-Once a week, be sure to leave the neighborhood and go for a ride. (As the pandemic grew, it wasn’t safe to go anywhere in particular)
-In lieu of evening TV, at least sometimes, do puzzles, play dominoes, or call friends for group chats.
-Only check email and texts 4 times a day. I have removed sound notifications from my smart phone.
-A mandatory daily 10 to 20-minute walk in the neighborhood, despite snow, rain, and wind.
-At mealtimes, replace talk about the pandemic with storytelling and music.
-Family meetings as needed to discuss our feelings or new ways of doing things.
-Create an evening routine to promote excellent sleep. I turn the lights down low, diffuse essential oil, do energy clearing, review and reflect upon my day, offer gratitude, and do my usual combination of prayer/yoga/physical therapy exercises. This requires shutting the TV off ½ hour early, which is no great loss.
-Eat as well as possible. For me, this means little refined sugar and processed foods and smaller servings. I eat home cooked whole foods, enjoy the occasional treat, drink more water, and sip my favorite healing teas.
-Extra effort to stay in touch with family and friends. Social media, text messaging, and ‘online meetings’ are an efficient way of staying in touch when I don’t have time for individual phone calls.
-Take a vacation day when needed. I am overdue for a vacation, but where is there to go? So, I have taken a few long weekends at home, which isn’t as much fun but does give me a bit of extra time to sleep and do a few things I enjoy, like gardening.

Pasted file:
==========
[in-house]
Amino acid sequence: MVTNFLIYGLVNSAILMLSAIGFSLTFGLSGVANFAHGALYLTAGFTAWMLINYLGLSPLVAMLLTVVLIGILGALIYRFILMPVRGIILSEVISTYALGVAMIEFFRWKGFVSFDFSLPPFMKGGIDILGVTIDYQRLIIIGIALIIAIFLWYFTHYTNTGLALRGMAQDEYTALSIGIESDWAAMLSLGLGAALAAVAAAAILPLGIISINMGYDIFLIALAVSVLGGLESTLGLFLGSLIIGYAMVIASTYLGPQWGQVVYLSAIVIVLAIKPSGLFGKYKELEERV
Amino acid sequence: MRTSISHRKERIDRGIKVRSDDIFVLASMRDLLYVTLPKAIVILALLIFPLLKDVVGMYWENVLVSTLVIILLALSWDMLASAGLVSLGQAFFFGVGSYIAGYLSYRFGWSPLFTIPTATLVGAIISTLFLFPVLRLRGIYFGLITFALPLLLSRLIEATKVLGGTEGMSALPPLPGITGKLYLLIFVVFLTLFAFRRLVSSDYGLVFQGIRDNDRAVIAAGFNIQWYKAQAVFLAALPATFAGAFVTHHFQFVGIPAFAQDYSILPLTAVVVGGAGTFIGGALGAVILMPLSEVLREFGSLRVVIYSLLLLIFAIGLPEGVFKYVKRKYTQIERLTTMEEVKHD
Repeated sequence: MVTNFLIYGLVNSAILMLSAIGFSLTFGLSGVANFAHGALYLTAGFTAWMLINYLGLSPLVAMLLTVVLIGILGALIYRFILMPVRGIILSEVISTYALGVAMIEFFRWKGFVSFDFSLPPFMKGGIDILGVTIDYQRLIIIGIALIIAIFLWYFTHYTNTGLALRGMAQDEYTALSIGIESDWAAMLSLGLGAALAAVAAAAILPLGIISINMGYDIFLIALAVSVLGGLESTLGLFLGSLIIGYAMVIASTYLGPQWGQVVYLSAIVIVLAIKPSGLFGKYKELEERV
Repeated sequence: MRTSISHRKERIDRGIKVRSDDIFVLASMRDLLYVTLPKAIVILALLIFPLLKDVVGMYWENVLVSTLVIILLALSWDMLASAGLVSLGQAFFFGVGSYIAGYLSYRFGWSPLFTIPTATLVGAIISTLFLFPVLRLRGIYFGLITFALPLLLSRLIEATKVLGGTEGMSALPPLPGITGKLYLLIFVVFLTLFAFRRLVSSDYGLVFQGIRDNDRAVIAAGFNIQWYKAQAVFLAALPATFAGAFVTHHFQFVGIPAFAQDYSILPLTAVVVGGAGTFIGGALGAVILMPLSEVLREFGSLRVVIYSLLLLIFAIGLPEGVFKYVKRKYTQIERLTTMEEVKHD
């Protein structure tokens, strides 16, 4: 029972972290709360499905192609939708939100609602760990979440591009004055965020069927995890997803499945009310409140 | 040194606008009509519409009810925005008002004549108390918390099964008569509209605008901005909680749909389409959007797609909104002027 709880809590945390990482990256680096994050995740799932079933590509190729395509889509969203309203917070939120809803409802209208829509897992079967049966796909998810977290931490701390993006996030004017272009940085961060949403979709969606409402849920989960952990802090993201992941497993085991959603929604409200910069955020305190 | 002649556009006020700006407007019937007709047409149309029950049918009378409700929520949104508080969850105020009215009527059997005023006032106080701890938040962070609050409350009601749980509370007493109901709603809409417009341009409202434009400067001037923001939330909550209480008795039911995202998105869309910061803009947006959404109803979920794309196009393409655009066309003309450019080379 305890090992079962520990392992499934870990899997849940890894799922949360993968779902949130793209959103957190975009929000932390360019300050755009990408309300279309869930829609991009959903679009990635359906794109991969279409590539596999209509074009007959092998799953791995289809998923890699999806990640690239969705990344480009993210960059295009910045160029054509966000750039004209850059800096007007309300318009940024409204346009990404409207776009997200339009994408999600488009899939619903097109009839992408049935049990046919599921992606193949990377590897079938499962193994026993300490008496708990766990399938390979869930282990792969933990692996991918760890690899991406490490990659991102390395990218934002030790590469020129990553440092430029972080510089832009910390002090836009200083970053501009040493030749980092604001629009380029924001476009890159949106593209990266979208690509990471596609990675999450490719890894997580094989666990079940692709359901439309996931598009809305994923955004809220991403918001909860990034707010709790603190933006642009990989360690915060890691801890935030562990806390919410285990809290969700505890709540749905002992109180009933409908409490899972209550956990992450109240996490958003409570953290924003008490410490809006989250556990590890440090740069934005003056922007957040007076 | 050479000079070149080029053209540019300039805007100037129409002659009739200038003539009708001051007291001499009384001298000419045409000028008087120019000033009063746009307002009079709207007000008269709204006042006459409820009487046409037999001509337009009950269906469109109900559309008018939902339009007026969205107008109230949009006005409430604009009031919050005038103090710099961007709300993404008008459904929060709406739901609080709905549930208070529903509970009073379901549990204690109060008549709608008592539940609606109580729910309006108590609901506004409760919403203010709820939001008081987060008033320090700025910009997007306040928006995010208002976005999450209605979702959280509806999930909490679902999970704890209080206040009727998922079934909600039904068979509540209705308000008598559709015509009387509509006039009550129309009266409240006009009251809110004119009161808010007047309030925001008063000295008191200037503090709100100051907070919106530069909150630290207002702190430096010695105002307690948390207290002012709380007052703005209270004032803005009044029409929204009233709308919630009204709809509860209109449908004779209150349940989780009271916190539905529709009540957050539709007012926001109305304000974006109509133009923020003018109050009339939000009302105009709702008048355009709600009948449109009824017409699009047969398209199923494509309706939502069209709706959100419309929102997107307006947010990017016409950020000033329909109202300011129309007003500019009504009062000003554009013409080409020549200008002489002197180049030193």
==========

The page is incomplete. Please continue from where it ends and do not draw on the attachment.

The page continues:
One of the many advantages to my Extreme Self-Care Plan is the routines created. I find routines to be soothing, especially when everything around me is unsettled and changing. Conversely, another advantage was a break from routine, like our weekly joy rides and varied evening activities.
Everyone’s needs are different. What ensured the success of my Extreme Self-Care Plan was recognizing the need for healthy behaviors in order to navigate the needs of my husband’s recovery from open heart surgery while living through a pandemic. The second secret to success was taking the time to consider what would make a big difference without adding undo burdens to my day. If you scan my self-care activities again, you may notice that most require doing something differently rather than adding to my already full to-do list. A third secret to success is reminding myself to be present and enjoy meals, walks, friends, gentle movement, and days off. Honestly, I often must repeat, “Today is my day off and I shall enjoy it!” It is just so easy to get caught up in my worries or in responding to the needs of others.
The lesson to carry forward is that there are times in life when we need to take action to protect our health not only from pandemics but also from the stress and fatigue inherent in major life crises and challenges. Do you need an Extreme Self-Care Plan? Think about what will enhance your health, and remember to include the big five: diet, exercise, sleep, relationships, and a spiritual connection to Something Greater. In the comment section, please let us know what works for you!
In my next blog, I’ll explore being of service to others, even when under a public health “Stay at Home Advisory.”